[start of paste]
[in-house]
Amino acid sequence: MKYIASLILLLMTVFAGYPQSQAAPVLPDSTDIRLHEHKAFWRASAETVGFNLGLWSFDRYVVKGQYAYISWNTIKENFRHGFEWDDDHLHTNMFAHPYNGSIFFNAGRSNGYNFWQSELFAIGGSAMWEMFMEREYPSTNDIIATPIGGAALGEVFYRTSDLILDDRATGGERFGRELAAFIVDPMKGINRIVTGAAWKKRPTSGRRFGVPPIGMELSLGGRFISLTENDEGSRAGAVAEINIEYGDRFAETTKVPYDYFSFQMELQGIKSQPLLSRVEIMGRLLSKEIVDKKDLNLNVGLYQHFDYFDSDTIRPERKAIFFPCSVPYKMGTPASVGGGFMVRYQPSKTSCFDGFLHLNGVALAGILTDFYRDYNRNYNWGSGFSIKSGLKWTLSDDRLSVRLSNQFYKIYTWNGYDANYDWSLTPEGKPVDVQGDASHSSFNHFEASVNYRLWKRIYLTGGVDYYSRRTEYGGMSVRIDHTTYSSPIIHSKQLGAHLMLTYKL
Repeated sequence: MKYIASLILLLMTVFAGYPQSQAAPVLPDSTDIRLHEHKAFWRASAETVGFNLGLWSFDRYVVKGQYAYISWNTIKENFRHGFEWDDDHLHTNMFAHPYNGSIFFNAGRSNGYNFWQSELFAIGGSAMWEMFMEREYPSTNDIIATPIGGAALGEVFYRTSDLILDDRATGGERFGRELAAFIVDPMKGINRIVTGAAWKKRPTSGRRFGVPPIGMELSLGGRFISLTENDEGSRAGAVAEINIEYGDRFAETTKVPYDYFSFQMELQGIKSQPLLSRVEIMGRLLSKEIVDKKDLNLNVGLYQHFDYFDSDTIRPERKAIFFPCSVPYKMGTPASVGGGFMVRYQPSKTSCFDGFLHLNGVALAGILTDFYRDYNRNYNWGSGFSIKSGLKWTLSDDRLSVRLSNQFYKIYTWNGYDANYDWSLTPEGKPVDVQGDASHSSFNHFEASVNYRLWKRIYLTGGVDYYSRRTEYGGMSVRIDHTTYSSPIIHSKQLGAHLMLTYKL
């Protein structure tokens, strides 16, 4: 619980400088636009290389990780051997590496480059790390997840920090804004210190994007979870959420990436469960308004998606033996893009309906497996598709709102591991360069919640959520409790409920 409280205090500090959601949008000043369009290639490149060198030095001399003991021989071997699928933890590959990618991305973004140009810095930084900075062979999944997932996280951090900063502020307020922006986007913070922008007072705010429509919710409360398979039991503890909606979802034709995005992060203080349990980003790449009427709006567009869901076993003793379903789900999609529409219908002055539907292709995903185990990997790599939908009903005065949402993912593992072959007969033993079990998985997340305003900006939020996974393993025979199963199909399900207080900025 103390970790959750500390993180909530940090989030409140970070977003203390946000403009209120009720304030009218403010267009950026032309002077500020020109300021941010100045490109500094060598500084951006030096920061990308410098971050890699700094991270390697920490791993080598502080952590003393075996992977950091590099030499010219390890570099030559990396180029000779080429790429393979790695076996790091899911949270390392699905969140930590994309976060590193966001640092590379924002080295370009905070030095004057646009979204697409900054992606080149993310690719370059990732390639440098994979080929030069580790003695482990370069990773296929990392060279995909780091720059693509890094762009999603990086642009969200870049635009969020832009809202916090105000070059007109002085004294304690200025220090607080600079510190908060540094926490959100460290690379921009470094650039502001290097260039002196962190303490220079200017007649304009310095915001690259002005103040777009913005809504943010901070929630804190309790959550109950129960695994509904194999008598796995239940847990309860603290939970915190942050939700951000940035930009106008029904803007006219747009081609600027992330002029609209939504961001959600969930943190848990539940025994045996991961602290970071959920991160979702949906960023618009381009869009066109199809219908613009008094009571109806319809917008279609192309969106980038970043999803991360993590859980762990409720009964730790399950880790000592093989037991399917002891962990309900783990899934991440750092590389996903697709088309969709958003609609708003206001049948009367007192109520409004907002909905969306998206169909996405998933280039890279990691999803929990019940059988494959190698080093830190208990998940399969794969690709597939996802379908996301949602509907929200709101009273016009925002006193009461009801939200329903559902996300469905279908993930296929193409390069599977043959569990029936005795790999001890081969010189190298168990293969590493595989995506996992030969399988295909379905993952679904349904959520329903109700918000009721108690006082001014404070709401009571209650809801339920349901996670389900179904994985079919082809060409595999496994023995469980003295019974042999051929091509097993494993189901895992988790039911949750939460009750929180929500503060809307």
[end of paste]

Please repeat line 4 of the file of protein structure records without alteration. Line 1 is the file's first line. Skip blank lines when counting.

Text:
């Protein structure tokens, strides 16, 4: 619980400088636009290389990780051997590496480059790390997840920090804004210190994007979870959420990436469960308004998606033996893009309906497996598709709102591991360069919640959520409790409920 409280205090500090959601949008000043369009290639490149060198030095001399003991021989071997699928933890590959990618991305973004140009810095930084900075062979999944997932996280951090900063502020307020922006986007913070922008007072705010429509919710409360398979039991503890909606979802034709995005992060203080349990980003790449009427709006567009869901076993003793379903789900999609529409219908002055539907292709995903185990990997790599939908009903005065949402993912593992072959007969033993079990998985997340305003900006939020996974393993025979199963199909399900207080900025 103390970790959750500390993180909530940090989030409140970070977003203390946000403009209120009720304030009218403010267009950026032309002077500020020109300021941010100045490109500094060598500084951006030096920061990308410098971050890699700094991270390697920490791993080598502080952590003393075996992977950091590099030499010219390890570099030559990396180029000779080429790429393979790695076996790091899911949270390392699905969140930590994309976060590193966001640092590379924002080295370009905070030095004057646009979204697409900054992606080149993310690719370059990732390639440098994979080929030069580790003695482990370069990773296929990392060279995909780091720059693509890094762009999603990086642009969200870049635009969020832009809202916090105000070059007109002085004294304690200025220090607080600079510190908060540094926490959100460290690379921009470094650039502001290097260039002196962190303490220079200017007649304009310095915001690259002005103040777009913005809504943010901070929630804190309790959550109950129960695994509904194999008598796995239940847990309860603290939970915190942050939700951000940035930009106008029904803007006219747009081609600027992330002029609209939504961001959600969930943190848990539940025994045996991961602290970071959920991160979702949906960023618009381009869009066109199809219908613009008094009571109806319809917008279609192309969106980038970043999803991360993590859980762990409720009964730790399950880790000592093989037991399917002891962990309900783990899934991440750092590389996903697709088309969709958003609609708003206001049948009367007192109520409004907002909905969306998206169909996405998933280039890279990691999803929990019940059988494959190698080093830190208990998940399969794969690709597939996802379908996301949602509907929200709101009273016009925002006193009461009801939200329903559902996300469905279908993930296929193409390069599977043959569990029936005795790999001890081969010189190298168990293969590493595989995506996992030969399988295909379905993952679904349904959520329903109700918000009721108690006082001014404070709401009571209650809801339920349901996670389900179904994985079919082809060409595999496994023995469980003295019974042999051929091509097993494993189901895992988790039911949750939460009750929180929500503060809307």